ATLANTA, GA (April 1, 2021)–two weeks after Senator Raphael Warnock bumped elbows with and joined Delta Airline’s Vice-President Shawn Cole at Delta Flight Museum vaccination site–Delta speaks out against the most systemic voter bill every passed in Georgia to protect the voters democracy.
Three days ago, Senator Warnock refused “to rebuff calls from BLM groups to boycott Georgia-based Coca Cola, Delta, Home Depot and UPS for not publicly opposing state’s voting.
The Georgia’s Voting Law will not disenfranchise Black and other minority voters.
The chief executives of Delta Air Lines and Coca-Cola pivoted from earlier, more equivocal statements and called the law “unacceptable,” opening an unusual rift with Republican leaders who championed the legislation and typically enjoy a cozy relationship with the state’s business community.
The business lobby in Georgia, home to 18 Fortune 500 companies, wields significant clout in state politics. Civil rights activists blamed influential executives for not helping spike the new law that’s become a focal point in the nationwide, partisan fight over voting rights, and there is rising pressure nationally on corporate titans to defend voting rights more explicitly and oppose Republican efforts in states that could follow Georgia’s lead. Delta’s and Coca-Cola’s latest declarations could push Georgia’s other marquee brands, including UPS and Home Depot, to take a stronger stand.
“Delta’s statement finally tells the truth — even if it’s late,” said Nsé Ufot of the New Georgia Project, which has launched an ad campaign targeting major corporations.
A recent polling showed that a large majority of voters support voter ter ID laws that require individuals to show a photo identification before voting, including almost 70% of black voters.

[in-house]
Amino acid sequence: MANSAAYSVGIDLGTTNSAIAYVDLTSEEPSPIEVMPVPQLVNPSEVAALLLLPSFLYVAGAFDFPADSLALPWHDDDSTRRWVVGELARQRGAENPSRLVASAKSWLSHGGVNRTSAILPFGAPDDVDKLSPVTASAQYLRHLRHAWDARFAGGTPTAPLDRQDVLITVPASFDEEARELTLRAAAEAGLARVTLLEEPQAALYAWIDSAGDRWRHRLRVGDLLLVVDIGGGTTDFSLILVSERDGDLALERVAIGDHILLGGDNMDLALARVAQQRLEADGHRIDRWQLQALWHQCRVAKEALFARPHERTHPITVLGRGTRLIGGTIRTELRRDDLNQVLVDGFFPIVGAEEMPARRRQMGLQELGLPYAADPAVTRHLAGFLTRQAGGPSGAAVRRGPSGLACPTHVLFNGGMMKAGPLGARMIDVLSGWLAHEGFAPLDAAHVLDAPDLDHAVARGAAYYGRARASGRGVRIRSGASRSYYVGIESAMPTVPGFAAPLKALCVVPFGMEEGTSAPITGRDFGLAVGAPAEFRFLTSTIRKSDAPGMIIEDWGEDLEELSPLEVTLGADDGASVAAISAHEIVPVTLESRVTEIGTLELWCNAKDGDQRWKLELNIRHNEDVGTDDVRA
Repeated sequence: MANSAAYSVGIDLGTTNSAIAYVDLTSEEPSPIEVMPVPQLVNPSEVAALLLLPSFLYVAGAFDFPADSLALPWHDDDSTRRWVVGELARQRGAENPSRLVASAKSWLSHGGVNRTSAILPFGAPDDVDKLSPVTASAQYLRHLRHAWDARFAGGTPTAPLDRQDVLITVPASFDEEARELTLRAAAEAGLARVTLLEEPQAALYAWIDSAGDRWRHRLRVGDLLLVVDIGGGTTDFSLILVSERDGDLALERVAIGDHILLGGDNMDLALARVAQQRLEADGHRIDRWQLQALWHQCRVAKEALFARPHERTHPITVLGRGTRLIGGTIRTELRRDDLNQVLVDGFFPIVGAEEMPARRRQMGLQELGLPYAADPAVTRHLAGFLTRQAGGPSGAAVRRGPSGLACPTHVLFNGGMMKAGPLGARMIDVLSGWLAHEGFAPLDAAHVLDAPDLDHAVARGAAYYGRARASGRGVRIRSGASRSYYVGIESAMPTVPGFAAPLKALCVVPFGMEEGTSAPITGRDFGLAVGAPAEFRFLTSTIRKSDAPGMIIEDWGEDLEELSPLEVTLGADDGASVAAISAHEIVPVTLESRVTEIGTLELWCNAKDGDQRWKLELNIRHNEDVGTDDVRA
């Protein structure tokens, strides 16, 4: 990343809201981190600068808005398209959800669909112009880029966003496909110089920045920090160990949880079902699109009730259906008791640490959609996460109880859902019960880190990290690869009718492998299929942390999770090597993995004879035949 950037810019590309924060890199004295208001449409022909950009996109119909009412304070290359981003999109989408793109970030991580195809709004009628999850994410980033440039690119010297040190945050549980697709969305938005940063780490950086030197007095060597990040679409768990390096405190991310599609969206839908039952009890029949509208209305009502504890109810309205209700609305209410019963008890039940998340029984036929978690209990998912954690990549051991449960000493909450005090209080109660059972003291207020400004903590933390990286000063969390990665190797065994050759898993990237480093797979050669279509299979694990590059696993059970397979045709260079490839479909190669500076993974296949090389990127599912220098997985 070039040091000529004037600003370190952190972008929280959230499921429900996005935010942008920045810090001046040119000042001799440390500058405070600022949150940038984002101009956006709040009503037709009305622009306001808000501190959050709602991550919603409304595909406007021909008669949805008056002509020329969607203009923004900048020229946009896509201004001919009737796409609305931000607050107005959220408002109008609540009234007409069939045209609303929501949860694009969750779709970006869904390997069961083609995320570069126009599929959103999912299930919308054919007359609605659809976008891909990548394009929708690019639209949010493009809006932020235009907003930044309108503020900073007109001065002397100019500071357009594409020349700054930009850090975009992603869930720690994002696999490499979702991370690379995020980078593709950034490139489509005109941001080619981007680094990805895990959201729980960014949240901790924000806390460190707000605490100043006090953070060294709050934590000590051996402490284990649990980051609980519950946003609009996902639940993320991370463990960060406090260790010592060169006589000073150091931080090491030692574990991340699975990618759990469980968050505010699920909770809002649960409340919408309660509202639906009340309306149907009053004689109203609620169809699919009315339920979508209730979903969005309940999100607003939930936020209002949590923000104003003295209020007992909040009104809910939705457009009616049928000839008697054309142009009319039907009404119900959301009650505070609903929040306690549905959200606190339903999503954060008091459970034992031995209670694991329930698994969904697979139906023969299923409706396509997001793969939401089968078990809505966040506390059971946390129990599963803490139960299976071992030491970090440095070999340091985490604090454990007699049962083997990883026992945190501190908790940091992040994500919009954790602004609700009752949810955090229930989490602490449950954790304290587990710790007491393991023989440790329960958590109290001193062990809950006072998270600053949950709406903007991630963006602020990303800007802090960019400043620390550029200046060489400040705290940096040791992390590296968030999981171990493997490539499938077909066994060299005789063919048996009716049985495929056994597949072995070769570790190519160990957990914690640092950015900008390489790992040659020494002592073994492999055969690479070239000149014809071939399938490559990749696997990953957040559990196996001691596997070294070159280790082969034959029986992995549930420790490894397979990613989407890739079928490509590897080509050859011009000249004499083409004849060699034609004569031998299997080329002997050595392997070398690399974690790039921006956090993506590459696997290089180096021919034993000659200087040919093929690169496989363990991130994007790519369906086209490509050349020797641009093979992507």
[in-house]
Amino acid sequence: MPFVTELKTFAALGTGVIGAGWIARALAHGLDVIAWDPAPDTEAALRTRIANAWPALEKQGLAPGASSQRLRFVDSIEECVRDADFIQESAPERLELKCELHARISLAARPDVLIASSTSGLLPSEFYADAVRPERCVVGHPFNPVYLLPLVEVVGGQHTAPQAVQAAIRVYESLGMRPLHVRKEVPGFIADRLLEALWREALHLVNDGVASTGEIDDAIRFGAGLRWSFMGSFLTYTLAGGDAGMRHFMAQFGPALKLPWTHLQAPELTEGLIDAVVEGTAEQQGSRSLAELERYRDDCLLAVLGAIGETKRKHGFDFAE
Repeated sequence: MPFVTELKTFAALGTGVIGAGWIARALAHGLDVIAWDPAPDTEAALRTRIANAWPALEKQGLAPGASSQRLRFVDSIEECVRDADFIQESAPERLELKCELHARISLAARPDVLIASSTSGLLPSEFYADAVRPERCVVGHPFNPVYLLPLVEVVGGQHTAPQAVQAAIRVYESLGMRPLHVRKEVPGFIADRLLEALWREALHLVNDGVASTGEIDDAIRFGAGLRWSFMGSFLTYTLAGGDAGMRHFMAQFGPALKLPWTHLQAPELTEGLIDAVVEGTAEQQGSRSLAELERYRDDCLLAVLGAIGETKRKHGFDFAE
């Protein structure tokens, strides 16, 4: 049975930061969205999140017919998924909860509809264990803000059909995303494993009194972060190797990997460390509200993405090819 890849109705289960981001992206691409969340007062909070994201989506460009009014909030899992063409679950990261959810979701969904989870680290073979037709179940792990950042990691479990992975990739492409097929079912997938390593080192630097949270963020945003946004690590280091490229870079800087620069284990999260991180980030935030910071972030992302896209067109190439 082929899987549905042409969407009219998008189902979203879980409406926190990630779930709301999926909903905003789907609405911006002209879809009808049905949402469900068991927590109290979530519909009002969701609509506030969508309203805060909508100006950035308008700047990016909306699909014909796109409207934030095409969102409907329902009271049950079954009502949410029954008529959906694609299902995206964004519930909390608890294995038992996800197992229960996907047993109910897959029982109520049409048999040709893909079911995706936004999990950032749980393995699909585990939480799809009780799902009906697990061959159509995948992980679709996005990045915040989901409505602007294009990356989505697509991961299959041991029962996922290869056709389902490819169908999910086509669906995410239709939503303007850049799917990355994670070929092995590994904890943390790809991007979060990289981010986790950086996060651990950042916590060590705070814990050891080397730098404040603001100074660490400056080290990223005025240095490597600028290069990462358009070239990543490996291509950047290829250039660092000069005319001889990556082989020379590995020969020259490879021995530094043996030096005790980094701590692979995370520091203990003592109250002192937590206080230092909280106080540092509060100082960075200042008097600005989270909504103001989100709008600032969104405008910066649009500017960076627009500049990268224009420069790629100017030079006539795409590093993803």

The poll, released on last month by Rasmussen Reports, found that 75% believe photo identification should be presented before voting and that 69% of black voters support voter ID laws.
Broken down by party, 60% of Democrats support showing an ID to vote compared to 89% of Republicans. Thirty-six states have enacted some form of voter ID law, but those laws would be nullified if the Senate approves H.R. 1, which passed the House on a party-line vote. Critics say H.R. 1 “would force states to allow anyone to vote who simply signs a form saying that they are who they claim they are.”
The bill would remove several restrictions on voting, proposing expanding the right to vote to felons, allowing people to vote with a sworn affidavit in place of a valid ID, and creating a nationwide automatic voter registration system. It was passed by the Democratic-led House last week and is now being taken up by the Senate, which is also narrowly controlled by the Democrats.
Support for voter ID laws has actually increased since 2018, when 67% said voters should be required to show photo identification such as a driver’s license before being allowed to vote.
Eighty-nine percent (89%) of Republicans support voter ID requirements, as do 60% of Democrats and 77% of voters not affiliated with either major party.
Source: AP News and Washington Star Contributed to article.